have actually started closing on'
the first purchase, and it is our
hope to have approximately 100
purchasers close by the end of
the year."
Albany and its contractors
currently have the south-west
Bay Street re-routing "close to
SEE page 5B

Landscaping sector makes $75-85m economic impact

Business Reporter
THE Bahamian landscaping
and gardening industry is esti-
mated to contribute $75-$85 mil-
lion to this nation's economy,
one of the major drivers behind
the proposed Bahamas Land-
scaping Association told Tri-
bune Business yesterday.
Robert Myers, of Caribbean
Landscaping, said the "green
industry", which includes gar-
deners and landscaping, made
a major economic contribution.
He explained, though, that
the main aim behind the Asso-
ciation's creation was to create

create higher professional qual-
ification standards and improve
In addition, Mr Myers said
the Association would also seek
to improve data collection and
obtain a clearer picture of the
industry's economic impact.
Mr Myers explained that per-
haps the industry's main con-
cern was the qualifications and
educational experience that new
entrants brought to the profes-
Therefore, the Association's
key mandate will be to partner
with the Florida Nursery, Grow-
ers & Landscape Association,
and the Ministry of Education
through the Bahamas Techni-

cal & Vocational Institute
(BTVi) to create an industry-
driven based curriculum.
Mr Myers said that playing an
active role in the curriculum will
ensure there is a measurable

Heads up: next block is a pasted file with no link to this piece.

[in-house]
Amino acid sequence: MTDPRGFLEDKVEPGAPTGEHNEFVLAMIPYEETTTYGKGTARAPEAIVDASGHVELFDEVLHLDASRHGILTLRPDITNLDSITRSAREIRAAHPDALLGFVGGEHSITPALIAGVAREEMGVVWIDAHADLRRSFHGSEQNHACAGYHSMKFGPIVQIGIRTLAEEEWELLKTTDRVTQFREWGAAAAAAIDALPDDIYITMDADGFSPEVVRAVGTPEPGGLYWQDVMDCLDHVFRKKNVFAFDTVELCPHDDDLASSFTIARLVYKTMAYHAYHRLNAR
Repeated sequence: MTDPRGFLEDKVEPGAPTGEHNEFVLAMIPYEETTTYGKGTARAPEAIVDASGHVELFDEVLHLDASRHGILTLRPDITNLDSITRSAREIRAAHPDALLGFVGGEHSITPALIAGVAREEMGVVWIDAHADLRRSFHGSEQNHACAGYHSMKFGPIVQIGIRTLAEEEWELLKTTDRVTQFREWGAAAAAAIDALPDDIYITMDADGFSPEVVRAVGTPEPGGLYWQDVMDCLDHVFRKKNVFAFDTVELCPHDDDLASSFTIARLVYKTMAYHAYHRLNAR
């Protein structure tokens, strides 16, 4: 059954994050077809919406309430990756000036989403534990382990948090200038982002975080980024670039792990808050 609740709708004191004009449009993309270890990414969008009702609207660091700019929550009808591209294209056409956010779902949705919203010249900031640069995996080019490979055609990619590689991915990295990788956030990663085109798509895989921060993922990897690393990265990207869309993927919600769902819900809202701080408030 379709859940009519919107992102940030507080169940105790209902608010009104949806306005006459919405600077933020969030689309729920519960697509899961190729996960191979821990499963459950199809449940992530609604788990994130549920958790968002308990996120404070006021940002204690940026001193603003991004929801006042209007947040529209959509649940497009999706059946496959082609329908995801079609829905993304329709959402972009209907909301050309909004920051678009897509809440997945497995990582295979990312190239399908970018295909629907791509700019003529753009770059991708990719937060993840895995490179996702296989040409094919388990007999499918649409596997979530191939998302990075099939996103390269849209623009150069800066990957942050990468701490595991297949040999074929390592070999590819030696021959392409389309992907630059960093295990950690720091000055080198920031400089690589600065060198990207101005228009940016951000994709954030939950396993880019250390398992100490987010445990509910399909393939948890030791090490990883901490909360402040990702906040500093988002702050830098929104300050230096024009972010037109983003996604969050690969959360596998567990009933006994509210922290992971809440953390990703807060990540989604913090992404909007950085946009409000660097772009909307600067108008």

standard that employees can
expect when hiring.
"This way the industry can
drive the standards. We're say-
ing to-the ministry [of the envi-
ronment]: 'Let us tell you what
we need and what we are look-
ing for. Let us develop the pro-
gramme and then there will be
no reason for us not to hire
those professionals because we
know exactly what they are
qualified to do," My Myers said.
He said this also empowers

personsand gives them a career
at whatever quahticatnon level
they may be at.
..There are some people who
may not be able to read or do
math very well, but the entry
level programme can be tailored
towards them so they will still
be productive citizens and be an
asset to society," Mr Myers
He said this would ensure
there is a cadre of qualified per-
sonnel available for hire, and
give them qualifications that are
accepted and transferrable all
over the world.
My Myers pointed out that
even Atlantis, for example, had
a problem finding qualified per-

sonal for its Paradise Island
resorts -"This should alsohelp-to.
eliminate the need for persons
to hire immigrants," he said.
The programme is designed
to start at an entry level three-
month course, and then progress
to a professional level. ,
"It starts with the basic CLT
and CMT Certified Land-
scape Technician and Certified
Maintenance Technician which
is basic gardening, and then the
CHP- Certified Horticultural
Professional, the CLD, Certi-
fied Landscape Designer, and
the CLC, Certified Landscape
Contractor, which entails all
aspects of running a business,"
Mr Myers said.

Cable making progress with

'TV copyright 'action plan'

Tribune Business Editor
CABLE Bahamas has
worked with Bahamian and US
government agencies to develop
"an action plan" dealing with
TV programming copyright
issues, its president telling Tri-
bune Business yesterday that it
was wrong to claim this nation
had failed to honour a previous
commitment made to Washing-
Anthony Butler said that if
the Television Association of
Programmers (TAP) for the
Latin American region was cor-
rect in its assertion that the
Bahamas had failed to follow